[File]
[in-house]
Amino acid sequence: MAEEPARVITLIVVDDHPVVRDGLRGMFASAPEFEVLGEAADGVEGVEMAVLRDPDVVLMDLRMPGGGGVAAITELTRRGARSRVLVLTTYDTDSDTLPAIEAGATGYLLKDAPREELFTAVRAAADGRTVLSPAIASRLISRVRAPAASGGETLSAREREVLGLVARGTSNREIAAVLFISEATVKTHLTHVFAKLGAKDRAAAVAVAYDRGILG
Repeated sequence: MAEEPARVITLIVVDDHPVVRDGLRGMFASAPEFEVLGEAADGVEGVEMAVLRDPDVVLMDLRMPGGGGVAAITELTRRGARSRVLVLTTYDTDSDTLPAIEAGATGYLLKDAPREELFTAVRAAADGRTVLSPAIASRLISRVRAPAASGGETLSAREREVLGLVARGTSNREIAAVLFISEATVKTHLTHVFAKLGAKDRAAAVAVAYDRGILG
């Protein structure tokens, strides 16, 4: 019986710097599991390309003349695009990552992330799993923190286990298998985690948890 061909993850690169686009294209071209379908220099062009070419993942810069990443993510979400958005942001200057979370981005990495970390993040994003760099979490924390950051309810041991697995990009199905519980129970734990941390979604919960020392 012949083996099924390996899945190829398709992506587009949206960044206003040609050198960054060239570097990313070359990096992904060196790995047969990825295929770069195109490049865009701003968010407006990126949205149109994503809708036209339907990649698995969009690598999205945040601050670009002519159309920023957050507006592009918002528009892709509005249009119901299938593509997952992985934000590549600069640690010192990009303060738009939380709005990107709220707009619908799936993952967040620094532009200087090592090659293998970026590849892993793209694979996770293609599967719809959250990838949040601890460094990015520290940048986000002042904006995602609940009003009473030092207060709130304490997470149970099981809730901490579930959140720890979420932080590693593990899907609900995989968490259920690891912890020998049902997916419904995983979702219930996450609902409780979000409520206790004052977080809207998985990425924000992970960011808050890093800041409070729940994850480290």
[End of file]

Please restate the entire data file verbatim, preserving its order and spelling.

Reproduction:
[in-house]
Amino acid sequence: MAEEPARVITLIVVDDHPVVRDGLRGMFASAPEFEVLGEAADGVEGVEMAVLRDPDVVLMDLRMPGGGGVAAITELTRRGARSRVLVLTTYDTDSDTLPAIEAGATGYLLKDAPREELFTAVRAAADGRTVLSPAIASRLISRVRAPAASGGETLSAREREVLGLVARGTSNREIAAVLFISEATVKTHLTHVFAKLGAKDRAAAVAVAYDRGILG
Repeated sequence: MAEEPARVITLIVVDDHPVVRDGLRGMFASAPEFEVLGEAADGVEGVEMAVLRDPDVVLMDLRMPGGGGVAAITELTRRGARSRVLVLTTYDTDSDTLPAIEAGATGYLLKDAPREELFTAVRAAADGRTVLSPAIASRLISRVRAPAASGGETLSAREREVLGLVARGTSNREIAAVLFISEATVKTHLTHVFAKLGAKDRAAAVAVAYDRGILG
């Protein structure tokens, strides 16, 4: 019986710097599991390309003349695009990552992330799993923190286990298998985690948890 061909993850690169686009294209071209379908220099062009070419993942810069990443993510979400958005942001200057979370981005990495970390993040994003760099979490924390950051309810041991697995990009199905519980129970734990941390979604919960020392 012949083996099924390996899945190829398709992506587009949206960044206003040609050198960054060239570097990313070359990096992904060196790995047969990825295929770069195109490049865009701003968010407006990126949205149109994503809708036209339907990649698995969009690598999205945040601050670009002519159309920023957050507006592009918002528009892709509005249009119901299938593509997952992985934000590549600069640690010192990009303060738009939380709005990107709220707009619908799936993952967040620094532009200087090592090659293998970026590849892993793209694979996770293609599967719809959250990838949040601890460094990015520290940048986000002042904006995602609940009003009473030092207060709130304490997470149970099981809730901490579930959140720890979420932080590693593990899907609900995989968490259920690891912890020998049902997916419904995983979702219930996450609902409780979000409520206790004052977080809207998985990425924000992970960011808050890093800041409070729940994850480290």